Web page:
Pit bulls are often associated with violence, but dog activists maintain they make good pets.
In Oceanside, city officials will assign resources and spend money on what many consider a nerve-wracking problem – barking dogs.
Pat Gallagher is used to it. She opened her Oceanside pet daycare, partly because she saw a great need.
Too many people were leaving their dogs home alone, they would bark and neighbors would get angry.
“It’s a very common complaint,” Gallagher said. “The number one reason for re-homing dogs.
Oceanside police say the complaint is so common they are getting about 30 complains a month.
Right now, when there's complaint, there's not much the city can do but the mayor and city council have asked City manager Peter Weiss to come up with a plan.
“It's not so much the process that’s in place it’s who do you have to do that and right now we don’t have anyone doing that,” said Weiss.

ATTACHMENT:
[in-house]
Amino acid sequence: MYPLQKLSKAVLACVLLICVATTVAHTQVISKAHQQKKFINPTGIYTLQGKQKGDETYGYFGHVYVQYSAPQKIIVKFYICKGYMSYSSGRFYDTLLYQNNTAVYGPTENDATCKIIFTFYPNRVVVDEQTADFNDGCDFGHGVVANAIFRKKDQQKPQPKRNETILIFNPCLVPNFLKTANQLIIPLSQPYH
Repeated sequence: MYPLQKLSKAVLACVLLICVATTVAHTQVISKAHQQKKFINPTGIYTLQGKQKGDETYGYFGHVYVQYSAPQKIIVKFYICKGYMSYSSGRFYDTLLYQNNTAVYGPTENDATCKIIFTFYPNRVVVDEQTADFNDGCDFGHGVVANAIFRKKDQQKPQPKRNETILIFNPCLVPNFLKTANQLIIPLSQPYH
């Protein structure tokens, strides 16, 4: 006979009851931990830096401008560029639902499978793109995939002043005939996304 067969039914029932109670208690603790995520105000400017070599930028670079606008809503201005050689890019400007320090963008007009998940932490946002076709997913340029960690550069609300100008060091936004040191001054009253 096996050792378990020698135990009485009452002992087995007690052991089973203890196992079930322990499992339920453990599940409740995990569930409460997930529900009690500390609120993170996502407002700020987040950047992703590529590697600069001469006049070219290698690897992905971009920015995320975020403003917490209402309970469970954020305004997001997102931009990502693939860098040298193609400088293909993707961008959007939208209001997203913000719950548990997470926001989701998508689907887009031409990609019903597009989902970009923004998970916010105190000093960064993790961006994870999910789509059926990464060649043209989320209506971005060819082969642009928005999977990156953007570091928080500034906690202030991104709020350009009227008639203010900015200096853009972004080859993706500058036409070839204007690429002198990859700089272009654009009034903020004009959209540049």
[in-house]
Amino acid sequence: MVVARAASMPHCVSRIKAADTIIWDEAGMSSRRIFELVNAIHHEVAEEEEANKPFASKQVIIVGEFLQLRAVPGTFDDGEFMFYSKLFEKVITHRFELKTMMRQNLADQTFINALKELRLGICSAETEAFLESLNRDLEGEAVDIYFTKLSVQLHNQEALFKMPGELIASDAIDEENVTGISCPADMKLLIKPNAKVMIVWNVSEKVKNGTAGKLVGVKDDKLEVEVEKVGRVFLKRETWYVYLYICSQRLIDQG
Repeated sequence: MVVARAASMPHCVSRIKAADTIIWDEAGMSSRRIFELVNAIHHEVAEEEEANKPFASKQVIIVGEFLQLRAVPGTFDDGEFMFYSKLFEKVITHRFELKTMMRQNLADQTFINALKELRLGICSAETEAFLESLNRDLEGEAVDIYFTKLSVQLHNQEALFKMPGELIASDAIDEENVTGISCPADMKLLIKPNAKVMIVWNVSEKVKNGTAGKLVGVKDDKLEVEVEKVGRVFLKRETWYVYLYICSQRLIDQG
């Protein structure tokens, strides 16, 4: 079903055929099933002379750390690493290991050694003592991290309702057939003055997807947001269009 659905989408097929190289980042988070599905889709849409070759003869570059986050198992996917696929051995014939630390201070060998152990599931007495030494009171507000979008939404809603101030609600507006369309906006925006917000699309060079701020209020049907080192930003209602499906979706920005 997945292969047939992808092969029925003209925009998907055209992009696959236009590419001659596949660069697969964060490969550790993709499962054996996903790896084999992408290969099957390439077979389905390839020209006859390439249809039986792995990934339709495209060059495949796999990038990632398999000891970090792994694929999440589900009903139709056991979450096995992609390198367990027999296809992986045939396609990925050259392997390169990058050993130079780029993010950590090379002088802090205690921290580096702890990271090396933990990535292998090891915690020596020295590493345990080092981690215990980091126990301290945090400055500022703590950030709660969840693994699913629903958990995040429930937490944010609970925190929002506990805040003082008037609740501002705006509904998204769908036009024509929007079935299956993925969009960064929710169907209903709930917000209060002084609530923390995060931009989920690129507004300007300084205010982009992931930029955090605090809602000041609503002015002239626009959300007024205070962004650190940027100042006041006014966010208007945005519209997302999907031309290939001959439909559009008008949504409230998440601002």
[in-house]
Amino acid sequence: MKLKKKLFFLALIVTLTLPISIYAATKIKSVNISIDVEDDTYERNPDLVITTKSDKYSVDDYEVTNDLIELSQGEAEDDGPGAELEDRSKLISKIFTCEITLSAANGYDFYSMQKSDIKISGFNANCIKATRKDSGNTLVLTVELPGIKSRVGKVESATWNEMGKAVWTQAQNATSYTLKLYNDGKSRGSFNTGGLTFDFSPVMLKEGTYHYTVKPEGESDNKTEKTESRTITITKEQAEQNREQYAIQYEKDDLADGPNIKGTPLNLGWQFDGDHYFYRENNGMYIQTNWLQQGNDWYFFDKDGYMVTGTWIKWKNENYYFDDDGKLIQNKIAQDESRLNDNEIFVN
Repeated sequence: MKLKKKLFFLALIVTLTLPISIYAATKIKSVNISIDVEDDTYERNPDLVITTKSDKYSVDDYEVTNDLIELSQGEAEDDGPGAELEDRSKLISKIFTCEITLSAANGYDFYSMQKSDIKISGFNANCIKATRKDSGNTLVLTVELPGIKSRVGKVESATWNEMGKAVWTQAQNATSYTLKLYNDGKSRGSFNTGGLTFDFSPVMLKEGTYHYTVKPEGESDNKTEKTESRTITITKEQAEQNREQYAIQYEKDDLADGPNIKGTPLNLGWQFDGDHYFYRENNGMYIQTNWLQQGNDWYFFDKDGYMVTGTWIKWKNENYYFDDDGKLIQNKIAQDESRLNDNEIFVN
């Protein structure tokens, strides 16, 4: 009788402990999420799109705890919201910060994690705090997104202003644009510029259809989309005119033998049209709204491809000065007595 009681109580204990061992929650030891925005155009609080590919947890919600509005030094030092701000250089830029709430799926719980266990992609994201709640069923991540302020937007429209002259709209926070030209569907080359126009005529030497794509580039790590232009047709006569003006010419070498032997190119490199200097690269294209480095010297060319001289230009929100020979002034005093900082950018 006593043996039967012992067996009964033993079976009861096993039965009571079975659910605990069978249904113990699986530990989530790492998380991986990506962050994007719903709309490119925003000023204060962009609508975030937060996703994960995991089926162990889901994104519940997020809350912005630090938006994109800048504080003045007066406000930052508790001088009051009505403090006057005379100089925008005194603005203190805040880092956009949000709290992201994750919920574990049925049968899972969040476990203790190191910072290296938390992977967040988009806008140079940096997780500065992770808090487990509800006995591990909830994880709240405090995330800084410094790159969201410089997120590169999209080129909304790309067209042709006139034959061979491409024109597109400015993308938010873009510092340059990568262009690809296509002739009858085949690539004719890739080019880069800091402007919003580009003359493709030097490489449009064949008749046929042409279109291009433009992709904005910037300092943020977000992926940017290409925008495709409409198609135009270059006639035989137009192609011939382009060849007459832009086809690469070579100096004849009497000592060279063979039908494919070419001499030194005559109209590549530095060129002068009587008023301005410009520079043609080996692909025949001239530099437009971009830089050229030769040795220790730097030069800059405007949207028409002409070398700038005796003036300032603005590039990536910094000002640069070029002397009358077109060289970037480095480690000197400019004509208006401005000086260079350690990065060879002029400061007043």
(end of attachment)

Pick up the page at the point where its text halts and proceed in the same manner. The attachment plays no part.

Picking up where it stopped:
In January, Weiss will ask the council to approve a tentative 90-day plan under which a city worker who had been assigned light duty would respond to the complaints.
A permanent solution though will come at a price.
“If we have to add staff there will be a cost to this so it’s going to eliminate other priorities or add staffing,” Weiss said.
Some say the city has bigger priorities than barking dogs.
“I would certainly hate to see the police force or somebody like that being taken away from much more important duties to respond to a nuisance call like that,” said Gallagher.
Instead of relying on the government for help, Gallagher feels neighbors should talk to dog owners first.